Arledge says he’s qualified to have judgeship
Published 12:00 am Wednesday, March 27, 2002
[03/27/02]As the self-imposed deadline nears for Gov. Ronnie Musgrove to name a new judge for Warren County, one attorney insisted he does have enough experience for the job.
In a letter, the Warren County Bar Association asked Musgrove not to select Robert C. Arledge, 44, to succeed Warren County Judge Gerald Hosemann, 50, who is retiring effective Sunday.
The local bar did not endorse any of the three identified hopefuls, but said Arledge has had limited practice in the county and should be taken out of the running for the post. Musgrove has said he will announce his choice before Hosemann leaves office.
“I think there is a certain group of attorneys here in Vicksburg that do not feel my practice is central enough here in Warren County,” Arledge said this morning.
Arledge, licensed in 1995, is a former attorney with the Schwartz & Associates law firm in Jackson. He said that although many of his cases have been in Hinds County, he is an experienced trial lawyer who should have an equal shot at the judgeship.
In addition to seeking the appointment, he and Warren County Prosecuting Attorney Johnny Price have announced as candidates for election to the judgeship in general election voting in November.
“I believe that I am the best-qualified candidate because I am both intellectual and financially independent,” Arledge said.
The local bar has met at least three times on Hosemann-related matters since the 16-year judge was arrested Dec. 28 in Hinds County and charged with aggravated assault. Kenneth B. Rector, the president, said members voted to keep discussions about the charge confidential. The letter to Musgrove followed a called meeting last week.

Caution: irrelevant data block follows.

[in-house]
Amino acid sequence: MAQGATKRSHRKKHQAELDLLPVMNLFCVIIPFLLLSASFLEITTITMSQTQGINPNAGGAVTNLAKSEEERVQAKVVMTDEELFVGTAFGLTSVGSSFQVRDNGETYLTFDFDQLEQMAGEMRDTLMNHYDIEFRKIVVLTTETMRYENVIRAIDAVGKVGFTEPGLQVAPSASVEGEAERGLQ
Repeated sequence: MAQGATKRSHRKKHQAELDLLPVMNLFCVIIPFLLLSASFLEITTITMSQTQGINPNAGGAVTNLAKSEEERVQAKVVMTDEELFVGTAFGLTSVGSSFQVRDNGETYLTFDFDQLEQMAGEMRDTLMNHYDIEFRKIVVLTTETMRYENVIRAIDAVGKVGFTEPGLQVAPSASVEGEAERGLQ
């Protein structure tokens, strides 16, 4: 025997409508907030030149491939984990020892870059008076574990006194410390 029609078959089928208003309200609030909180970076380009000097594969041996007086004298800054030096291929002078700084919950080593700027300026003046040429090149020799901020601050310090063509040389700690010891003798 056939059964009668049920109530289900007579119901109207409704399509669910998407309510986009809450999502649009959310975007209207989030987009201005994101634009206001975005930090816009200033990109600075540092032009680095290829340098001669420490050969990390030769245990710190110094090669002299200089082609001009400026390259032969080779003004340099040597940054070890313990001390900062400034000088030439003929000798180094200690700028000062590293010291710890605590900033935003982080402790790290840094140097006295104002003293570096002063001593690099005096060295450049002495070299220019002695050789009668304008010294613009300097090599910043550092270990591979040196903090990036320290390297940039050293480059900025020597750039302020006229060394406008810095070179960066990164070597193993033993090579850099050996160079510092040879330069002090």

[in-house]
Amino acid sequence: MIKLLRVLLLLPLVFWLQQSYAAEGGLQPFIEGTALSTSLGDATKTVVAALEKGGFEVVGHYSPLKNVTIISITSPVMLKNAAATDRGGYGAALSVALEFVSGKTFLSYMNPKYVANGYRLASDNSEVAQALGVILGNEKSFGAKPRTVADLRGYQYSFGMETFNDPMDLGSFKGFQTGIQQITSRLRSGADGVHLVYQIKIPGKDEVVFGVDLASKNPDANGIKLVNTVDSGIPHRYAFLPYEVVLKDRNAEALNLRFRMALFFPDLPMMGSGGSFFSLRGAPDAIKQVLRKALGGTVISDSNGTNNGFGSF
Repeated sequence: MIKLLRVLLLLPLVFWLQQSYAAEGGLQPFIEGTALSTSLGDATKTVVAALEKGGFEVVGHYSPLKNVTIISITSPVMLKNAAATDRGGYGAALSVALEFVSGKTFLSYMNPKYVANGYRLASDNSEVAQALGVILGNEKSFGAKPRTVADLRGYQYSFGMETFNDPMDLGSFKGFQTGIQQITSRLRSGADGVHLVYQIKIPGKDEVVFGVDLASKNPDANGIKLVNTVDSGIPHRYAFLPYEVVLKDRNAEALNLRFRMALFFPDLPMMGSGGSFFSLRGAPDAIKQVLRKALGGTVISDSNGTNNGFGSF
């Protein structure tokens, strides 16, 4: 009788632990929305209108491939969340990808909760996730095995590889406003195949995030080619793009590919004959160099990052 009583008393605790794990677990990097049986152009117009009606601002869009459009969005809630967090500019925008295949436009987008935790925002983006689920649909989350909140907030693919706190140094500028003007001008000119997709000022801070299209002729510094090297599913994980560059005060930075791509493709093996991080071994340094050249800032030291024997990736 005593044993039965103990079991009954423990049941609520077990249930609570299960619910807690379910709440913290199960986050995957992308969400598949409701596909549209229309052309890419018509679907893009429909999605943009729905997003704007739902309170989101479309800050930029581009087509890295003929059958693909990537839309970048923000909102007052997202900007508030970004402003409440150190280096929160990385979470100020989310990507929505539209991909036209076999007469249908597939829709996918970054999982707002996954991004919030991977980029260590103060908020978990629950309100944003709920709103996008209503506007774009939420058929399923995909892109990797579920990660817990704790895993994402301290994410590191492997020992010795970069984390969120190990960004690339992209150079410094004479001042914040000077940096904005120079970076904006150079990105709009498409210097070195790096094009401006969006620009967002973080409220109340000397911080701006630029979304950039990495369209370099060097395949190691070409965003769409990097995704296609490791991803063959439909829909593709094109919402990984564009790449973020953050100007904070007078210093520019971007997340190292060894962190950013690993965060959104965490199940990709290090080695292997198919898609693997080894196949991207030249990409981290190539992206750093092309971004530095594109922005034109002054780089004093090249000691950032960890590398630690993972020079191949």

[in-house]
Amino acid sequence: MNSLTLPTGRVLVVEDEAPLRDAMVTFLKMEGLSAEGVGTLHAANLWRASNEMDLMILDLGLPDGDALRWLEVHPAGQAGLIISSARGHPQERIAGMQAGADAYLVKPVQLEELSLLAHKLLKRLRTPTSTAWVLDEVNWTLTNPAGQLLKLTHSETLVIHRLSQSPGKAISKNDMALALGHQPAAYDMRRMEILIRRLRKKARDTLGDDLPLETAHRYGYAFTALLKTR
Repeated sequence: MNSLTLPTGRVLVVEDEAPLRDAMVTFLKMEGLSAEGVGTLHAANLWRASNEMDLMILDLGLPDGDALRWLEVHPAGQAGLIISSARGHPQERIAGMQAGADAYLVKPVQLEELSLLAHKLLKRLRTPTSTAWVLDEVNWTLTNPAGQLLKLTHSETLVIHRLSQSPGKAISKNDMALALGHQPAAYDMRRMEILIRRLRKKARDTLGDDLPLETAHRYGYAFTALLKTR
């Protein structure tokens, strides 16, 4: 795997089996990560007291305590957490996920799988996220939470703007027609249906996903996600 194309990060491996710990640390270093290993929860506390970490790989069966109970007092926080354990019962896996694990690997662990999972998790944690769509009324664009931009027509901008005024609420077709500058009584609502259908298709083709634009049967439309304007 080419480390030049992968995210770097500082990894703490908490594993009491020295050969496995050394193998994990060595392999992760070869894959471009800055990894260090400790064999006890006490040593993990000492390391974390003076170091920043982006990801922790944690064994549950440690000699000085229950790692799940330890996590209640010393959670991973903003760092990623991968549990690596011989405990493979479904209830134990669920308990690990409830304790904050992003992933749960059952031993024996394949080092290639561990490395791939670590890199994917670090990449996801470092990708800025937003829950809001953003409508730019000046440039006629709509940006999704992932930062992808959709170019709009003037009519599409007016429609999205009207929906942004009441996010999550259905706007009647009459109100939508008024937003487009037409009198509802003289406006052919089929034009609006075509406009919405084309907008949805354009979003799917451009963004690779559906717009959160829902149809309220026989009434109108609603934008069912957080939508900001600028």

Juanita “Nita” Johnston, 48, who initially told Hinds authorities Hosemann inflicted the injuries with which she was discovered on his ranch property Dec. 6, has since professed her continuing love for him and said she is sure he did not hurt her. Hosemann has also issued written statements and made verbal statements that he did not harm Johnston, who formerly worked as his court reporter.
Hinds authorities still say they plan to present their evidence to a grand jury after it convenes April 15.
Arledge said today he would also refuse campaign contributions.
“I’m even going to finance my own campaign because I want people, when they appear before me, to know that it doesn’t matter if they are rich or poor or African-American or white.”
Arledge, Price, 55, and William Bost Jr., 57, another Vicksburg lawyer, have submitted their names to the Governor’s Office seeking appointment to the job.
State Rep. George Flaggs Jr., a youth counselor in Hosemann’s court, said he thinks Price has the best experience for the $94,000 job.
Price has been the county prosecutor for 12 years and has handled cases in both county and youth courts. He said he plans to run in the November election even if he is not appointed.
“With that experience, I just feel that I am the most qualified person,” Price said.
If Price is selected to replace Hosemann, it will be up to the Warren County Board of Supervisors to appoint a replacement to serve a county prosecutor. Board president Richard George said supervisors have not considered anyone to follow Price.
“We have enough trouble dealing with reality. We don’t have time for what-ifs,” George said.
Bost, a former member and chairman of the state Commission on Judicial Performance, has been a lawyer for 32 years in Warren County. He said he did not plan to run for the county judgeship in November, but that if he gets the appointment, he will.
“I put my name out because a good number of attorneys asked me to,” Bost said.
He said he was first approached about running for the seat after Hosemann was arrested in December.
“I know how a judge is supposed to act on the bench and off,” Bost said.
“At the end of the day, it’s the citizens who will select their judge,” Arledge said.
As of Tuesday, Arledge was the only candidate to file qualifying papers for the general election. The deadline is May 10. Since judicial elections are non-partisan, there will be no primaries and all candidates’ names will appear on Nov. 5 ballots.
When he announced his retirement on March 19, Hosemann said it was because the continued prosecution of his case by Hinds County authorities was interfering with his obligations to the job here.